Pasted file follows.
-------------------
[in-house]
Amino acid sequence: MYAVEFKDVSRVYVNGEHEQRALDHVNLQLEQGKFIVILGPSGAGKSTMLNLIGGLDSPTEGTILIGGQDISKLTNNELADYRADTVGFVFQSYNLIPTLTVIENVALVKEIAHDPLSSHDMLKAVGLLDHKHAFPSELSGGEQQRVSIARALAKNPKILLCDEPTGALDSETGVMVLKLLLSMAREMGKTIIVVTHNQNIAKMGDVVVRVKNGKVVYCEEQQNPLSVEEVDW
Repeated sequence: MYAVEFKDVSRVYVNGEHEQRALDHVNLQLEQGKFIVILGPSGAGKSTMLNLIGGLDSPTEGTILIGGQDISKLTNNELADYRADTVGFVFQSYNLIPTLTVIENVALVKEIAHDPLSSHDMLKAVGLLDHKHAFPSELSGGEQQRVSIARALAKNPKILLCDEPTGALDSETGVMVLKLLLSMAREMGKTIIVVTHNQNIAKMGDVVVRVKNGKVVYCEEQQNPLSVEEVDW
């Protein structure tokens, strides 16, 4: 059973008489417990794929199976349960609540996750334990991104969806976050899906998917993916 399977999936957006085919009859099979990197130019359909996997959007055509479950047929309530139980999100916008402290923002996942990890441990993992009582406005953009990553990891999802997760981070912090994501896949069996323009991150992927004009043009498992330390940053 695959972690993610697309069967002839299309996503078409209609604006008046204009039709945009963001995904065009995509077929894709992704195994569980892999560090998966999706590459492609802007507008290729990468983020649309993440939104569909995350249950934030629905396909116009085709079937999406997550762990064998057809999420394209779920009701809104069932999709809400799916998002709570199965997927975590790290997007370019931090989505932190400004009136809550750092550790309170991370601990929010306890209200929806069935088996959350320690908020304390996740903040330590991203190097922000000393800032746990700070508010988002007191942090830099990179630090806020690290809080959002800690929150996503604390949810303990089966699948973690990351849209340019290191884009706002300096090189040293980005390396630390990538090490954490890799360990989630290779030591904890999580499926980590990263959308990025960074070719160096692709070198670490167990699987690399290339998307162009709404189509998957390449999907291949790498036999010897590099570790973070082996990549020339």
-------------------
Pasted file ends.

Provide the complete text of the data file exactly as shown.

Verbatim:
[in-house]
Amino acid sequence: MYAVEFKDVSRVYVNGEHEQRALDHVNLQLEQGKFIVILGPSGAGKSTMLNLIGGLDSPTEGTILIGGQDISKLTNNELADYRADTVGFVFQSYNLIPTLTVIENVALVKEIAHDPLSSHDMLKAVGLLDHKHAFPSELSGGEQQRVSIARALAKNPKILLCDEPTGALDSETGVMVLKLLLSMAREMGKTIIVVTHNQNIAKMGDVVVRVKNGKVVYCEEQQNPLSVEEVDW
Repeated sequence: MYAVEFKDVSRVYVNGEHEQRALDHVNLQLEQGKFIVILGPSGAGKSTMLNLIGGLDSPTEGTILIGGQDISKLTNNELADYRADTVGFVFQSYNLIPTLTVIENVALVKEIAHDPLSSHDMLKAVGLLDHKHAFPSELSGGEQQRVSIARALAKNPKILLCDEPTGALDSETGVMVLKLLLSMAREMGKTIIVVTHNQNIAKMGDVVVRVKNGKVVYCEEQQNPLSVEEVDW
């Protein structure tokens, strides 16, 4: 059973008489417990794929199976349960609540996750334990991104969806976050899906998917993916 399977999936957006085919009859099979990197130019359909996997959007055509479950047929309530139980999100916008402290923002996942990890441990993992009582406005953009990553990891999802997760981070912090994501896949069996323009991150992927004009043009498992330390940053 695959972690993610697309069967002839299309996503078409209609604006008046204009039709945009963001995904065009995509077929894709992704195994569980892999560090998966999706590459492609802007507008290729990468983020649309993440939104569909995350249950934030629905396909116009085709079937999406997550762990064998057809999420394209779920009701809104069932999709809400799916998002709570199965997927975590790290997007370019931090989505932190400004009136809550750092550790309170991370601990929010306890209200929806069935088996959350320690908020304390996740903040330590991203190097922000000393800032746990700070508010988002007191942090830099990179630090806020690290809080959002800690929150996503604390949810303990089966699948973690990351849209340019290191884009706002300096090189040293980005390396630390990538090490954490890799360990989630290779030591904890999580499926980590990263959308990025960074070719160096692709070198670490167990699987690399290339998307162009709404189509998957390449999907291949790498036999010897590099570790973070082996990549020339």